Study To Examine Health Outcomes Of 'Unfortunate Natural Experiment' Of PFAS Contamination

Oct 7, 2019

El Paso County is one of seven sites across the country where researchers will be studying the human health effects of drinking water contaminated by potentially toxic chemicals known as PFAS. The project is set to start within six months and will be led locally by researchers at the Colorado School of Public Health at the University of Colorado Anschutz Medical Campus.

The plan is to study PFAS exposure in 300 children and 1,000 adults living in Security, Widefield and Fountain. The issue in the region first came to light in 2016. Data will be collected on kidney and liver function, thyroid hormones and neurobehavioral outcomes in children, among other things.

The chemicals are believed to have leached into the Widefield aquifer from firefighting foams once used at Peterson Air Force Base. John Adgate with the Colorado School of Public Health is a principal researcher on the study. He says previous testing found residents had very high PFAS blood levels, in some cases more than 10 times the national average.

“[These are] some of the highest measurements that have been seen anywhere in the world in humans,” he said.

The Centers for Disease Control and Prevention (CDC) estimates that 80,000 residents in the area were exposed to PFAS chemicals prior to 2016 when local water utilities took steps to significantly reduce ongoing exposure of residents.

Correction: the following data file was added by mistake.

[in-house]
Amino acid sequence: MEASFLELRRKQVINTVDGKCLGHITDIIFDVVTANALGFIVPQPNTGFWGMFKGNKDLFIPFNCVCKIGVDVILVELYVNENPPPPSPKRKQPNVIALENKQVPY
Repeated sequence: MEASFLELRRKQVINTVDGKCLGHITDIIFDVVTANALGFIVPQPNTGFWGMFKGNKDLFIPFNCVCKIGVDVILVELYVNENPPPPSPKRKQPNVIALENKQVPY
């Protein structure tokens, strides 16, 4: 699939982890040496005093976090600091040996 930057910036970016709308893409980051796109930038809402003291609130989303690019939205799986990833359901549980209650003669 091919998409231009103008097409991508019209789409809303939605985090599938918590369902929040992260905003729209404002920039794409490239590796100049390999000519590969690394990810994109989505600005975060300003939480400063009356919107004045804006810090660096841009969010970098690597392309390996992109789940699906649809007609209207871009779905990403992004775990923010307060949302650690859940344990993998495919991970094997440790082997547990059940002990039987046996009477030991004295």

“My hope is that this will provide a better ending to this unfortunate natural experiment that’s taken place and that it will also provide some insight on when contamination started,” Adgate said.

The $1 million local study will be funded by the CDC and the Agency for Toxic Substances and Disease Registry. Researchers say it’s the first major look at exposure to PFAS at multiple sites across the nation. Other sites include:

  • Parchment/Cooper Township, MI, and North Kent County, MI
  • Montgomery County, PA
  • Gloucester County, NJ
  • Hyannis, MA, and Ayer, MA
  • Hoosick Falls, NY, and Newburgh, NY
  • Communities near the UC Irvine Medical Center, CA

Residents of Security, Widefield and Fountain, or other PFAS-affected communities in El Paso County who are interested in participating in this study can email pfas-aware@ucdenver.edu or call 719-301-9733 for more information. Enrollment in the study is expected to begin in 3 to 6 months.